Evidence-Backed Lifestyle Habits to incorporate for Long-term Brain Health [Episode #837]
This week’s topic is: Evidence-Backed Lifestyle Habits to incorporate for Long-term Brain Health
I’m very excited to share about this topic today because just last week I spoke at the Alzheimer’s Association event in LA with different experts and business executives and people that were part of the Alzheimer’s Association and in the health world. What I was speaking about was different lifestyle measures for our long-term brain health.
And what the evidence is showing is there are many other brain disorders that we want to protect ourselves from, including dementia, epilepsy, Parkinson’s, and others. What the evidence is showing is that the earlier that we start in our lives to make lifestyle shifts and changes, the more we protect ourselves. It’s really important. This is not just an old person’s disease, however, something that we want to start thinking about in our twenties, thirties, forties, fifties, sixties, earlier in life because our brain health is affected over all these decades.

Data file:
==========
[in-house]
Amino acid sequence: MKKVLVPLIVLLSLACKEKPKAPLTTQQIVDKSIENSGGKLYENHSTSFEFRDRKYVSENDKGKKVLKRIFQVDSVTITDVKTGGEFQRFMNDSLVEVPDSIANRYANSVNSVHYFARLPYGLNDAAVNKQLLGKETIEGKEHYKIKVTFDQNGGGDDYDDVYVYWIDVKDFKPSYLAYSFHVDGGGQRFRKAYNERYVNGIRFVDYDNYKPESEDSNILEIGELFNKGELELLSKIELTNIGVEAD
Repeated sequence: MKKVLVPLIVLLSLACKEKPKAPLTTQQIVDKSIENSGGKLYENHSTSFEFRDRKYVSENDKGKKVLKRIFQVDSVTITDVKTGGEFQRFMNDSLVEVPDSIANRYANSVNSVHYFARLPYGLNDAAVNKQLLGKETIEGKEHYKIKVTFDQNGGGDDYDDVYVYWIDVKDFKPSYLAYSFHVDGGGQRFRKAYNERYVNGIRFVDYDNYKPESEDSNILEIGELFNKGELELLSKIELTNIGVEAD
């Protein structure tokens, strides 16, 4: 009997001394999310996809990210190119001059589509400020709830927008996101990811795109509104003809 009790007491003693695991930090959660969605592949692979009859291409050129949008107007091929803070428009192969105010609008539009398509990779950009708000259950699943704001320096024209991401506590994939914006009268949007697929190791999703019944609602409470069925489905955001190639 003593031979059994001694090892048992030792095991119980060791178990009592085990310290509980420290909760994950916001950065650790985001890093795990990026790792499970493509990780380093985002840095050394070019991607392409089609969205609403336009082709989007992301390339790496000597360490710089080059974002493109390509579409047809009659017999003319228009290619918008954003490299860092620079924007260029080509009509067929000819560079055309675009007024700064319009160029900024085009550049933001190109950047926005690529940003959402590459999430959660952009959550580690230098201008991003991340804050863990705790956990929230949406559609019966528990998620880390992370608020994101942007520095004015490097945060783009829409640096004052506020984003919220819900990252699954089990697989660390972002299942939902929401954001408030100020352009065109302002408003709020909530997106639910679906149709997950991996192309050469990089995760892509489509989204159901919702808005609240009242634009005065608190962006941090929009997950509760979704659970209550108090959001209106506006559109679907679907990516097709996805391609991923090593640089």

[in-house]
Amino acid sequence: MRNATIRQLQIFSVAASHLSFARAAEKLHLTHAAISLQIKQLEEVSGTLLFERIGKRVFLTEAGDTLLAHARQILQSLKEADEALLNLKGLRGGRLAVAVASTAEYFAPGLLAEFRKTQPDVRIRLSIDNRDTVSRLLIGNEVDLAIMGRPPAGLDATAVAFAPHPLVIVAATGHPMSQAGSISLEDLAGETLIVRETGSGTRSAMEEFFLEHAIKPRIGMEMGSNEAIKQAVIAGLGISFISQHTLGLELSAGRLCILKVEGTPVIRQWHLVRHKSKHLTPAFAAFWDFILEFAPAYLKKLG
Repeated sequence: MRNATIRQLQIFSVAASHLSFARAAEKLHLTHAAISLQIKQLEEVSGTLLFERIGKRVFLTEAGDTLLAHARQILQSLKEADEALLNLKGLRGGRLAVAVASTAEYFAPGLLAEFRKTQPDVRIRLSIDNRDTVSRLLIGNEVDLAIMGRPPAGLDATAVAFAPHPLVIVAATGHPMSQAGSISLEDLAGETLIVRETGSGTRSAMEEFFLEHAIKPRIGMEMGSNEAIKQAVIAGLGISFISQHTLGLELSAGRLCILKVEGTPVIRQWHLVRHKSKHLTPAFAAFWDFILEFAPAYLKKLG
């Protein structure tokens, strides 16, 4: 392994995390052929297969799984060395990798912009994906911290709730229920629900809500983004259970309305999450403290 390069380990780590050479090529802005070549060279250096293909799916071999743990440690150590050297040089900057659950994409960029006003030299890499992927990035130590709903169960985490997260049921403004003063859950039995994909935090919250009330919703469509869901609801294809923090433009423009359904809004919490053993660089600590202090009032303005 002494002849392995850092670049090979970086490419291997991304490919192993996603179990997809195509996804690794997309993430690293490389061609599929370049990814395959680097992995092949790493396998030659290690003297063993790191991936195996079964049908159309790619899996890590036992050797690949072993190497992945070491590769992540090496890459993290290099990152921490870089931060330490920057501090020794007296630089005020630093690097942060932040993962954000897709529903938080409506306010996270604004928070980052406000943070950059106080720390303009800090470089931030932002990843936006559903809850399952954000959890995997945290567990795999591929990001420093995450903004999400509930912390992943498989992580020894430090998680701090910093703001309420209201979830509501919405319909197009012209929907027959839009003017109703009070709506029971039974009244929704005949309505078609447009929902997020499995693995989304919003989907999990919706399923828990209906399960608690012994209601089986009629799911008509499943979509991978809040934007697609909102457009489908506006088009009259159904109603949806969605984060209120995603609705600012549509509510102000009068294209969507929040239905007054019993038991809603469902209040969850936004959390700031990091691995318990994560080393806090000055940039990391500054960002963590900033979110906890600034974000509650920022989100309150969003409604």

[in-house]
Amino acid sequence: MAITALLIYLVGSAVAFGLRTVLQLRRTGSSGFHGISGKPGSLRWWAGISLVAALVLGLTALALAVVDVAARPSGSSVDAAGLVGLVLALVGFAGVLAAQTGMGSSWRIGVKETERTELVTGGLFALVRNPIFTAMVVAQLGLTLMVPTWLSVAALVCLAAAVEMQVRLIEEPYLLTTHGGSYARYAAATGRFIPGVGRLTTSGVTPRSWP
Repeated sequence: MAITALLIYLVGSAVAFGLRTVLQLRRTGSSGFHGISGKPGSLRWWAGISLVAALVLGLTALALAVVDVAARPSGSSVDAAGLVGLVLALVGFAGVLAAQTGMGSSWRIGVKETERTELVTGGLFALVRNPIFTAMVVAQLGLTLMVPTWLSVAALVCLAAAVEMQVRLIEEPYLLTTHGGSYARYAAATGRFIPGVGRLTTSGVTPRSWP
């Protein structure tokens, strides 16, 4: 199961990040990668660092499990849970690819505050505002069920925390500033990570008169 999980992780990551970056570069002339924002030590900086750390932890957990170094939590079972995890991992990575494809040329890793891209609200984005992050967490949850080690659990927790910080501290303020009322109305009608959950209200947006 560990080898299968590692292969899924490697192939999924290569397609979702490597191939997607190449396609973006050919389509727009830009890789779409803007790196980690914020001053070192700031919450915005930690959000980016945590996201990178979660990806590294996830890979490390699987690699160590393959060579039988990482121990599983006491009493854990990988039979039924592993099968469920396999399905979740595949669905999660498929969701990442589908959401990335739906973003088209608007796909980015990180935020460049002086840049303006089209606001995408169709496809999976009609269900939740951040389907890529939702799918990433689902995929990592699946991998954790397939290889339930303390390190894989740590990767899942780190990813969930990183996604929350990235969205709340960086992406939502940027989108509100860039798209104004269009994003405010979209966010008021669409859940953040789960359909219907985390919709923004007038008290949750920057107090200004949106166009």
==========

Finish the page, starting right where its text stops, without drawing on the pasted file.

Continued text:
There are 4 main areas of lifestyle habits that we want to incorporate, and they very much fit into our Four Cornerstones that we speak about so much here, food, body, emotional wellbeing, and spiritual growth. I love that this conversation is coming up because it’s really, really important. And these are all doable, simple measures that we can incorporate.
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Kimberly: 00:00 Namaste loves and welcome back to our Monday solocast show where our topic today is Evidence-Based Lifestyle Habits to incorporate for Long-Term Brain Health. And I’m very excited to share about this topic today because just last week I spoke at the Alzheimer’s Association event in la. It was a beautiful ballroom event, sort of like a wedding with all the round tables filled with different experts and business executives and people that were part of the Alzheimer’s Association, people in the health world. And what I was speaking about was different lifestyle measures for our long-term brain health. And what the evidence is showing is that, of course, this was specifically an Alzheimer’s event, but there’s many other brain disorders that we want to protect ourselves from, including dementia, epilepsy, Parkinson’s, and others. What the evidence is showing is that the earlier that we start in our lives to make lifestyle shifts and changes, which is what we talk about here so much on our show at Sauna, the more we protect ourselves.